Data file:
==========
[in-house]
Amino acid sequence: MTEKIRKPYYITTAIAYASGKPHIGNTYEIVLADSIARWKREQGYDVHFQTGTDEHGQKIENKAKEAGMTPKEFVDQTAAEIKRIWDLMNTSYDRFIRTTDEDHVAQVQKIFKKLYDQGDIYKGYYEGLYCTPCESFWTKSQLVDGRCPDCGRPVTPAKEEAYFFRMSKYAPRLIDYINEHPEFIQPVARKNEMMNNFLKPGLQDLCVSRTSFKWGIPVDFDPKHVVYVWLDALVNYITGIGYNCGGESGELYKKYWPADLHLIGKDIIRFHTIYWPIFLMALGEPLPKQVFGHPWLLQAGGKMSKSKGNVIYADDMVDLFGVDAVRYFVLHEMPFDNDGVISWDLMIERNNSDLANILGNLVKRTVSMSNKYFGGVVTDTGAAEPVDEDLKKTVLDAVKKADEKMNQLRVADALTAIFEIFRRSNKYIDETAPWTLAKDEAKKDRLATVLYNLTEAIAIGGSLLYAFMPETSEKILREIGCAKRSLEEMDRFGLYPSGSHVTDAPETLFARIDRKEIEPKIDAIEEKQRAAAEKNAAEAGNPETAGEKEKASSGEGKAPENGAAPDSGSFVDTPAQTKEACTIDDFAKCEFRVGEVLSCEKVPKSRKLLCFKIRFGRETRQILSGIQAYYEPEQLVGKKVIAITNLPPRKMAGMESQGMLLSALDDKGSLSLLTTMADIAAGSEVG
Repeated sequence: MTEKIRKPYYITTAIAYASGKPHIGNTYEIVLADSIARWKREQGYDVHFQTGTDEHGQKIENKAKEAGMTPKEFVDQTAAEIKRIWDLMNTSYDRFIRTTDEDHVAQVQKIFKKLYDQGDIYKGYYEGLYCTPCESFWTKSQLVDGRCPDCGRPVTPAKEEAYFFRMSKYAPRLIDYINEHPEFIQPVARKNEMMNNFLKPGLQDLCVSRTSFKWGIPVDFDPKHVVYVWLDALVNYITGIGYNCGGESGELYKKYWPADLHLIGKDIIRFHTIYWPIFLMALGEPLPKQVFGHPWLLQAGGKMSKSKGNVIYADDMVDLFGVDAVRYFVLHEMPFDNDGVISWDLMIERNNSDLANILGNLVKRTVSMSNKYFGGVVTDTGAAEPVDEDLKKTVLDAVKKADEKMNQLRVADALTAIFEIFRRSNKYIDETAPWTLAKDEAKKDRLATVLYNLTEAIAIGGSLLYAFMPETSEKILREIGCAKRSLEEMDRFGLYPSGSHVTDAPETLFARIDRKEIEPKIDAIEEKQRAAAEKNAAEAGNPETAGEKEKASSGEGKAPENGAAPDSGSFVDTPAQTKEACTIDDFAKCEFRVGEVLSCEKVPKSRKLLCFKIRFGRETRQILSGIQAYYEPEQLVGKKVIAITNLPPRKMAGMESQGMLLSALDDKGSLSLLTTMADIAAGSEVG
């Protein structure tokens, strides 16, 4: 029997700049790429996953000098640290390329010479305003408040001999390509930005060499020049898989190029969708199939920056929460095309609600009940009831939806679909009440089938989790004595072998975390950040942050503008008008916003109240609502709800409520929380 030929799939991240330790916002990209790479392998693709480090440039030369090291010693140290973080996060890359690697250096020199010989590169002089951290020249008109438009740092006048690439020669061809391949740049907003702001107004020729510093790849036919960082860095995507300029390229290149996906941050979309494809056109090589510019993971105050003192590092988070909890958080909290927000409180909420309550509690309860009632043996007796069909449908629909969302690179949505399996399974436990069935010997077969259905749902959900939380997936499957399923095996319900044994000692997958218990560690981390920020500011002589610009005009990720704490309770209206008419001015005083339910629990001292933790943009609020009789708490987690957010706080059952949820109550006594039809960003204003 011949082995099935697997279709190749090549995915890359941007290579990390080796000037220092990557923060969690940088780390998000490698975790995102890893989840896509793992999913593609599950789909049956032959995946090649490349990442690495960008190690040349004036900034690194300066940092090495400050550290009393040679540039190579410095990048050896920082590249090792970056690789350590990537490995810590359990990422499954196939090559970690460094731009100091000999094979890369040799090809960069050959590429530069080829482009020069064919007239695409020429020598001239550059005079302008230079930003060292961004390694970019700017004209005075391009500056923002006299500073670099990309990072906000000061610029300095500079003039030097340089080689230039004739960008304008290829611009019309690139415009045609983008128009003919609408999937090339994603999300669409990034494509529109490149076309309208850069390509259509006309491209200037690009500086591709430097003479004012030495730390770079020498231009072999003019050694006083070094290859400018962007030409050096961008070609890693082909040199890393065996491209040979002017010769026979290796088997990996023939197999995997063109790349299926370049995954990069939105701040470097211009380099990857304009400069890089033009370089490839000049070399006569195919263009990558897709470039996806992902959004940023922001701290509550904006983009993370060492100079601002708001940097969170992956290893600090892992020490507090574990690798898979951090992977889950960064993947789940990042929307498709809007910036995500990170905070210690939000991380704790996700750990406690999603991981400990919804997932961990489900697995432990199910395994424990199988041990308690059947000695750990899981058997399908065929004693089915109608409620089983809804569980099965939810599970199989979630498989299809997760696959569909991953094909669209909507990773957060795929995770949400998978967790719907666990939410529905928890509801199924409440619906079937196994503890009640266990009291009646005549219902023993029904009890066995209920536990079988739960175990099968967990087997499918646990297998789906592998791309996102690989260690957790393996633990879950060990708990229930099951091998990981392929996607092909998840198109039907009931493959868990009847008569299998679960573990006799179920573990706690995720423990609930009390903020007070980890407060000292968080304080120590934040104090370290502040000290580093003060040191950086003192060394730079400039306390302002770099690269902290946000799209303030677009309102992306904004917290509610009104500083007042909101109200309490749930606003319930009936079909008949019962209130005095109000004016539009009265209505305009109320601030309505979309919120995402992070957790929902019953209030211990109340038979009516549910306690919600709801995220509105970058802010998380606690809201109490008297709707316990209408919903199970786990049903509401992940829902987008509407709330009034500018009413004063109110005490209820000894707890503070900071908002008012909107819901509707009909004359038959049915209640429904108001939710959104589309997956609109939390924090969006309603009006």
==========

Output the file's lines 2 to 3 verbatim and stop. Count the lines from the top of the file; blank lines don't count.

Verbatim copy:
Amino acid sequence: MTEKIRKPYYITTAIAYASGKPHIGNTYEIVLADSIARWKREQGYDVHFQTGTDEHGQKIENKAKEAGMTPKEFVDQTAAEIKRIWDLMNTSYDRFIRTTDEDHVAQVQKIFKKLYDQGDIYKGYYEGLYCTPCESFWTKSQLVDGRCPDCGRPVTPAKEEAYFFRMSKYAPRLIDYINEHPEFIQPVARKNEMMNNFLKPGLQDLCVSRTSFKWGIPVDFDPKHVVYVWLDALVNYITGIGYNCGGESGELYKKYWPADLHLIGKDIIRFHTIYWPIFLMALGEPLPKQVFGHPWLLQAGGKMSKSKGNVIYADDMVDLFGVDAVRYFVLHEMPFDNDGVISWDLMIERNNSDLANILGNLVKRTVSMSNKYFGGVVTDTGAAEPVDEDLKKTVLDAVKKADEKMNQLRVADALTAIFEIFRRSNKYIDETAPWTLAKDEAKKDRLATVLYNLTEAIAIGGSLLYAFMPETSEKILREIGCAKRSLEEMDRFGLYPSGSHVTDAPETLFARIDRKEIEPKIDAIEEKQRAAAEKNAAEAGNPETAGEKEKASSGEGKAPENGAAPDSGSFVDTPAQTKEACTIDDFAKCEFRVGEVLSCEKVPKSRKLLCFKIRFGRETRQILSGIQAYYEPEQLVGKKVIAITNLPPRKMAGMESQGMLLSALDDKGSLSLLTTMADIAAGSEVG
Repeated sequence: MTEKIRKPYYITTAIAYASGKPHIGNTYEIVLADSIARWKREQGYDVHFQTGTDEHGQKIENKAKEAGMTPKEFVDQTAAEIKRIWDLMNTSYDRFIRTTDEDHVAQVQKIFKKLYDQGDIYKGYYEGLYCTPCESFWTKSQLVDGRCPDCGRPVTPAKEEAYFFRMSKYAPRLIDYINEHPEFIQPVARKNEMMNNFLKPGLQDLCVSRTSFKWGIPVDFDPKHVVYVWLDALVNYITGIGYNCGGESGELYKKYWPADLHLIGKDIIRFHTIYWPIFLMALGEPLPKQVFGHPWLLQAGGKMSKSKGNVIYADDMVDLFGVDAVRYFVLHEMPFDNDGVISWDLMIERNNSDLANILGNLVKRTVSMSNKYFGGVVTDTGAAEPVDEDLKKTVLDAVKKADEKMNQLRVADALTAIFEIFRRSNKYIDETAPWTLAKDEAKKDRLATVLYNLTEAIAIGGSLLYAFMPETSEKILREIGCAKRSLEEMDRFGLYPSGSHVTDAPETLFARIDRKEIEPKIDAIEEKQRAAAEKNAAEAGNPETAGEKEKASSGEGKAPENGAAPDSGSFVDTPAQTKEACTIDDFAKCEFRVGEVLSCEKVPKSRKLLCFKIRFGRETRQILSGIQAYYEPEQLVGKKVIAITNLPPRKMAGMESQGMLLSALDDKGSLSLLTTMADIAAGSEVG